San José State University
Department of Economics 

appletmagic.com Thayer Watkins Silicon Valley USA 


First consider the following optimization problem and its comparative statics:
The first order conditions for the maximizing values of x_{1} and x_{2} are:
where λ is the Lagrangian multiplier.
The differentiation of the first order equations with respect to p_{1} yields
where u_{i,j} is ∂^{2}u/∂x_{j}∂x_{i}.
The differentiation of the budget constraint with respect to p_{1} yields an equation that can be put into the form:
These equations in matrix form are:
 u_{1,1}  u_{1,2}  p_{1}    ∂x_{1}/∂p_{1}    λ   
 u_{2,1}  u_{2,2}  p_{1}    ∂x_{2}/∂p_{1}   =   0  
 −p_{1}  p_{2}  0    ∂λ/∂p_{1}    x_{1}  
Let the 3×3 matrix on the left, which happens to be called a bordered Hessian matrix, be denoted as H. The column vector of the x_{1}, x_{2} and λ values can be represented as partial derivatives with respect to p_{1} and are denoted as ∂X/∂p_{1}. The matrix equation then become
where the column vector on the right is represented in the form of a transpose of a row vector.
Thus the solution is
∂X/∂p_{1} = H^{1}(λ, 0 , x_{1})^{T}
which can be decomposed into two terms; i.e.,
These two terms represent the substitution effect and the income effect, respectively. This assertion is to be proven.
When the first order conditions are differentiated with respect to income y the result is:
 u_{1,1}  u_{1,2}  p_{1}    ∂x_{1}/∂y    0   
 u_{2,1}  u_{2,2}  p_{1}    ∂x_{2}/∂y   =   0  
 p_{1}  p_{2}  0    ∂λ/∂y    1  
Thus
The second term in the equation for the effect of a change in p_{1},
Thus this term is the income effect. To establish the substitution effect another optimization problem has to be considered.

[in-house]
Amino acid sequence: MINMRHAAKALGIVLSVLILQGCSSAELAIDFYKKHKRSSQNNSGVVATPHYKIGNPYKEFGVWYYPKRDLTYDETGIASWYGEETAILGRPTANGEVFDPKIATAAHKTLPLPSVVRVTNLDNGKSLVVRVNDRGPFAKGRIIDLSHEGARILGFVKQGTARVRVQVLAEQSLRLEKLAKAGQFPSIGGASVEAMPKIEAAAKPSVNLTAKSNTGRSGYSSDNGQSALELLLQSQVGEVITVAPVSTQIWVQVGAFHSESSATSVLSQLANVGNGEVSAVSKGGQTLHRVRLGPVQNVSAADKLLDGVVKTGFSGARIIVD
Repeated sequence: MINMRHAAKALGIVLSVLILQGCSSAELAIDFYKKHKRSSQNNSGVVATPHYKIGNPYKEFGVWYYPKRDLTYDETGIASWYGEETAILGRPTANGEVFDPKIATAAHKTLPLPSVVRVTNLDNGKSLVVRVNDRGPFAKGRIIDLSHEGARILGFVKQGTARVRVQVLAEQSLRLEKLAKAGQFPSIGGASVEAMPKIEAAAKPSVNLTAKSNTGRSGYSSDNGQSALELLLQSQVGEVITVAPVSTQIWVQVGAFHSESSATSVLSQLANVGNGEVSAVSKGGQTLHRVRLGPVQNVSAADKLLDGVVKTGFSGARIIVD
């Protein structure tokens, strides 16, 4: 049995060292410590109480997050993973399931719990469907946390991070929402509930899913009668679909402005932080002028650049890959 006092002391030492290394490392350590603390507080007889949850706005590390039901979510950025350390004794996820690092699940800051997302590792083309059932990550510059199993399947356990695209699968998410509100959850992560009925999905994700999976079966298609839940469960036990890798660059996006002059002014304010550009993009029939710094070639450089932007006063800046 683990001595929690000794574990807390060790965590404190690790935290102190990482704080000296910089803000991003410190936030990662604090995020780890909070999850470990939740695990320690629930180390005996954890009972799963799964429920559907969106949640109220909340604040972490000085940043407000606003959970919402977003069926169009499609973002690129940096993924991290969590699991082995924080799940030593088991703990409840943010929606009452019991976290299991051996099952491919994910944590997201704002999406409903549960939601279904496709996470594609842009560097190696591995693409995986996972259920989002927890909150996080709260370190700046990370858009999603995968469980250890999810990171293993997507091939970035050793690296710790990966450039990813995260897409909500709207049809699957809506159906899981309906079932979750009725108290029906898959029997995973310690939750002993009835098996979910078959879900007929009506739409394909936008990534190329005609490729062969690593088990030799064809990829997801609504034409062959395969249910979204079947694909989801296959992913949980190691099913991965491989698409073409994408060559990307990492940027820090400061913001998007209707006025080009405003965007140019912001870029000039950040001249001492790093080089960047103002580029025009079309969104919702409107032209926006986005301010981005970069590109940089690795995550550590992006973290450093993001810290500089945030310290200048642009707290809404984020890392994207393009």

The optimization problem is:
The first order conditions for this optimization problem are:
where the Lagrangian multiplier has been expressed as (1/μ) in order that the first conditions can be written as
The differentiation of these equations with respect to p_{1} yields essentially the same first two equation as for the first optimization problem. In the previous case the constraint was differentiated with respect to p_{1}. In this case the result is
The matrix form of the equation is thus
This is the same as the other term in the comparative statics analysis for the first optimization problem with λ=μ.
The same results apply for changes in p_{2}.
Thus we have Slutsky's equation:
where ∂X/∂p_{i} and ∂X/∂y represents the impact of a change in the price p_{i} and money income y on the vector of quantities demanded and the Lagrangian multiplier. The notation ( )_{y}, ( )_{u} and ( )_{P} indicates that the derivatives inside of the parentheses are with, respectively, money income y held constant, utility (real income) u held constant, and all prices P held constant.
Addendum:
In the preceding only a change in p_{1} was considered. There are analogous equations for the impact of a change in p_{2}. Rather than present those equations separately it is more interesting to present the comparative statics analysis of price and money income changes.
The full set of equations which derive from the first order conditions is:
 u_{1,1}  u_{1,2}  p_{1}    λ 0 0   
 u_{2,1}  u_{2,2}  p_{1}    ∂X/∂p_{1} ∂X/∂p_{2} ∂X/∂y   =   0 λ 0  
 p_{1}  p_{2}  0    x_{1} x_{2} 1  
where X is the column vector (x_{1}, x_{2}, λ )^{T}.
Thus the solution is
 λ 0 0   
 ∂X/∂p_{1} ∂X/∂p_{2} ∂X/∂y   = H^{1}   0 λ 0  
 x_{1} x_{2} 1  
where H is the bordered Hessian matrix.
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